Happy Hour in the Mitten with Adrienne Wallace

Happy Hour in the Mitten with Adrienne Wallace

Editor’s Note: The following interview includes the occasional use of profanity. 

 

The Awesome Mitten - Adrienne WallaceWhen I arrive at Graydon’s Crossing on the north side of Grand Rapids to meet Adrienne Wallace, it dawns on me that I know very little about her.  A list of things I’ve been told:  “She’s amazing,” “You’re going to love her,” “She’s my hero,” and an inventory of her resume taken so fast and so excitedly as to be rendered unintelligible.  Sure, these have all been good reasons to convince me to sit down with Adrienne, but they haven’t actually told me anything about her.  The one thing I know for certain is that she was involved in “Lights in the Night,” the ArtPrize entry that unleashed thousands upon thousands of paper lanterns into the Grand Rapids night sky.

 

Adrienne’s personality is evident from the moment she sits down at the booth.  She had been running late due to a PR situation at work, and when she takes a seat she is still on the phone sorting it out.  She speaks quickly, sprinkling in a heavy dose of what are some of the most amusingly obscene phrases I’ve ever heard in a professional conversation.  She apologizes for her tardiness after she hangs up the phone, then catches me up to speed on her situation.  It sounded like she needed a drink…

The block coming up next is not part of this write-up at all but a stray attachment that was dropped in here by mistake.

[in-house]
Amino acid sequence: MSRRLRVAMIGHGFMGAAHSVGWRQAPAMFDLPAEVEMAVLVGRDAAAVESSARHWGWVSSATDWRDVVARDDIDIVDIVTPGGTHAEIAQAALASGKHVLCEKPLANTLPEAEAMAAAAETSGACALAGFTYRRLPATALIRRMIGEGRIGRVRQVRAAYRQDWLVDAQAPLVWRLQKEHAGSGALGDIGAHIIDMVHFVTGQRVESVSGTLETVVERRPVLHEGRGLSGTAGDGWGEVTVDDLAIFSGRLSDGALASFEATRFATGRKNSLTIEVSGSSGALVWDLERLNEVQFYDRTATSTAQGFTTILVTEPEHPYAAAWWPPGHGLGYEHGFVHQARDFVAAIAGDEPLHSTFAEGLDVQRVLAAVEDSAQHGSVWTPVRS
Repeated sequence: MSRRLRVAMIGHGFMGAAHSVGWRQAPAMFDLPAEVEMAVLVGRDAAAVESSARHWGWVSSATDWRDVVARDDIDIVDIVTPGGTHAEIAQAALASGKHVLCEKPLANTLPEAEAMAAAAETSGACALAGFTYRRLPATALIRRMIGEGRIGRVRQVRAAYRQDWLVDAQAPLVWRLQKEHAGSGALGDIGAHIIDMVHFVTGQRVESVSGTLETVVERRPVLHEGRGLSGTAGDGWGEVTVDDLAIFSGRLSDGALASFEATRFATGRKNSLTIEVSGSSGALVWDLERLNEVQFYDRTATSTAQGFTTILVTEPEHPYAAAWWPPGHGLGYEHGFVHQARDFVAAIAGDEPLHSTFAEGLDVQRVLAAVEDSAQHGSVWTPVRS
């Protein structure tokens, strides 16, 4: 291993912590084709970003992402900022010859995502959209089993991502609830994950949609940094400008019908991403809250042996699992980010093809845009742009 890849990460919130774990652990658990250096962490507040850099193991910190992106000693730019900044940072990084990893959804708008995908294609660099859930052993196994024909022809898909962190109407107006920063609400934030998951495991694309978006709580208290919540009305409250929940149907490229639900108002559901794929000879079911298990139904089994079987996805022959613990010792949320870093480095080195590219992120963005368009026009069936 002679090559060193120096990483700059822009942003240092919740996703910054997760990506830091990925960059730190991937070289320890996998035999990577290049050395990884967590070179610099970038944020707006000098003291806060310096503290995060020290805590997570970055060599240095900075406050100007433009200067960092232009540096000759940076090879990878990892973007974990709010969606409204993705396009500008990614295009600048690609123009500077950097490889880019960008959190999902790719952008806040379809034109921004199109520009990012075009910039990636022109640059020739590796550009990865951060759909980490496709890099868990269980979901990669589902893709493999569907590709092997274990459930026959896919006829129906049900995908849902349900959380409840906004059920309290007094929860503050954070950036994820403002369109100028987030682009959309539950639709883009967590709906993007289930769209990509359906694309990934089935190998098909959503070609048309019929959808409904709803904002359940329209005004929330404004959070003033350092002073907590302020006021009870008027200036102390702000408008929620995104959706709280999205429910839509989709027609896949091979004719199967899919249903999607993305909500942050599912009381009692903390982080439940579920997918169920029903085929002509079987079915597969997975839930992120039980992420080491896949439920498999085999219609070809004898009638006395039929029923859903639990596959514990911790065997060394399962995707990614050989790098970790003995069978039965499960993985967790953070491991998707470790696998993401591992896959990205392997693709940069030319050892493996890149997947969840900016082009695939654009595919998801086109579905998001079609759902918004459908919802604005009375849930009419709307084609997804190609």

Adrienne:  I actually researched before I came here, I knew they had a ton of beer but…

Jake:  I’ve never been here before.

A: Really?  Oh you have to come here.  First of all, Wednesday is half off wine so if you’re in to that, it’s a really good time.  They have these things—a beer dinner every month.  And they happen to have super good vegan and vegetarian food here. So…

J: Nice!

A: If you’re in to that kind of thing.  And they have a really good breakfast. For real.  And bloody mary deliciousness.  And a shitload of beers on tap, as you can see (points to chalkboard).  And roughly half of them are typically local, if not three quarters.  And they do these…they have flights and these (pulls on a lamp sitting at our table) which are fucking awesome.  They have pretty cool flights like Michigan versus The World with all this Irish stuff and Michigan things.

J: Cool, I like it.

A: Yeah! So I think we should drink this one beer and then do a flight. We could do Michigan Micro Super Happy Fun Time, or we could do… (both laugh)…I like Michigan versus The World. Where’s that?  Yeah I like these. (points)